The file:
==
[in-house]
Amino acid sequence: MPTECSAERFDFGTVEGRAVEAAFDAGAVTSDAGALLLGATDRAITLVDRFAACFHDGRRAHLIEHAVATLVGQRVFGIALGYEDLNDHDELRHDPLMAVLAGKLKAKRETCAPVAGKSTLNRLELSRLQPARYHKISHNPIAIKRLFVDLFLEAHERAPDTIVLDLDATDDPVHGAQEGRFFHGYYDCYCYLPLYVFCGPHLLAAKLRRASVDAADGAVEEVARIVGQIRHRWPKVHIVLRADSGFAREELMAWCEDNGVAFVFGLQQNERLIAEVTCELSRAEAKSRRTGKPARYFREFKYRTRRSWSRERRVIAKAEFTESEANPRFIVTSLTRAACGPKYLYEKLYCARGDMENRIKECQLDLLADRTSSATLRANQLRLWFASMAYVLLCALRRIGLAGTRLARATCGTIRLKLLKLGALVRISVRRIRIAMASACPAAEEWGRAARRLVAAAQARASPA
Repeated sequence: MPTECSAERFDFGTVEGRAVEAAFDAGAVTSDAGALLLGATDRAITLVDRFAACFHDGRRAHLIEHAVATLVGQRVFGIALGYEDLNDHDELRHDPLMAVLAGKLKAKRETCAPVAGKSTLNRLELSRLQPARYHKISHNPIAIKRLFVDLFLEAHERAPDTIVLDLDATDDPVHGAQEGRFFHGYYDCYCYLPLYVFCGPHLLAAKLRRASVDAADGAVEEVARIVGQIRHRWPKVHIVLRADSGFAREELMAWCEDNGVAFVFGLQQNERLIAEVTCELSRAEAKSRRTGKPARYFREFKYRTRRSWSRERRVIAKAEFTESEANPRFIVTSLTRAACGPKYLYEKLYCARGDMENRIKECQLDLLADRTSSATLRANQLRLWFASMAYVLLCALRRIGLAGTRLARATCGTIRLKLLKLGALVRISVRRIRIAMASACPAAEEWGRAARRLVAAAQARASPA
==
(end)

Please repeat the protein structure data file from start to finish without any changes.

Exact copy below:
[in-house]
Amino acid sequence: MPTECSAERFDFGTVEGRAVEAAFDAGAVTSDAGALLLGATDRAITLVDRFAACFHDGRRAHLIEHAVATLVGQRVFGIALGYEDLNDHDELRHDPLMAVLAGKLKAKRETCAPVAGKSTLNRLELSRLQPARYHKISHNPIAIKRLFVDLFLEAHERAPDTIVLDLDATDDPVHGAQEGRFFHGYYDCYCYLPLYVFCGPHLLAAKLRRASVDAADGAVEEVARIVGQIRHRWPKVHIVLRADSGFAREELMAWCEDNGVAFVFGLQQNERLIAEVTCELSRAEAKSRRTGKPARYFREFKYRTRRSWSRERRVIAKAEFTESEANPRFIVTSLTRAACGPKYLYEKLYCARGDMENRIKECQLDLLADRTSSATLRANQLRLWFASMAYVLLCALRRIGLAGTRLARATCGTIRLKLLKLGALVRISVRRIRIAMASACPAAEEWGRAARRLVAAAQARASPA
Repeated sequence: MPTECSAERFDFGTVEGRAVEAAFDAGAVTSDAGALLLGATDRAITLVDRFAACFHDGRRAHLIEHAVATLVGQRVFGIALGYEDLNDHDELRHDPLMAVLAGKLKAKRETCAPVAGKSTLNRLELSRLQPARYHKISHNPIAIKRLFVDLFLEAHERAPDTIVLDLDATDDPVHGAQEGRFFHGYYDCYCYLPLYVFCGPHLLAAKLRRASVDAADGAVEEVARIVGQIRHRWPKVHIVLRADSGFAREELMAWCEDNGVAFVFGLQQNERLIAEVTCELSRAEAKSRRTGKPARYFREFKYRTRRSWSRERRVIAKAEFTESEANPRFIVTSLTRAACGPKYLYEKLYCARGDMENRIKECQLDLLADRTSSATLRANQLRLWFASMAYVLLCALRRIGLAGTRLARATCGTIRLKLLKLGALVRISVRRIRIAMASACPAAEEWGRAARRLVAAAQARASPA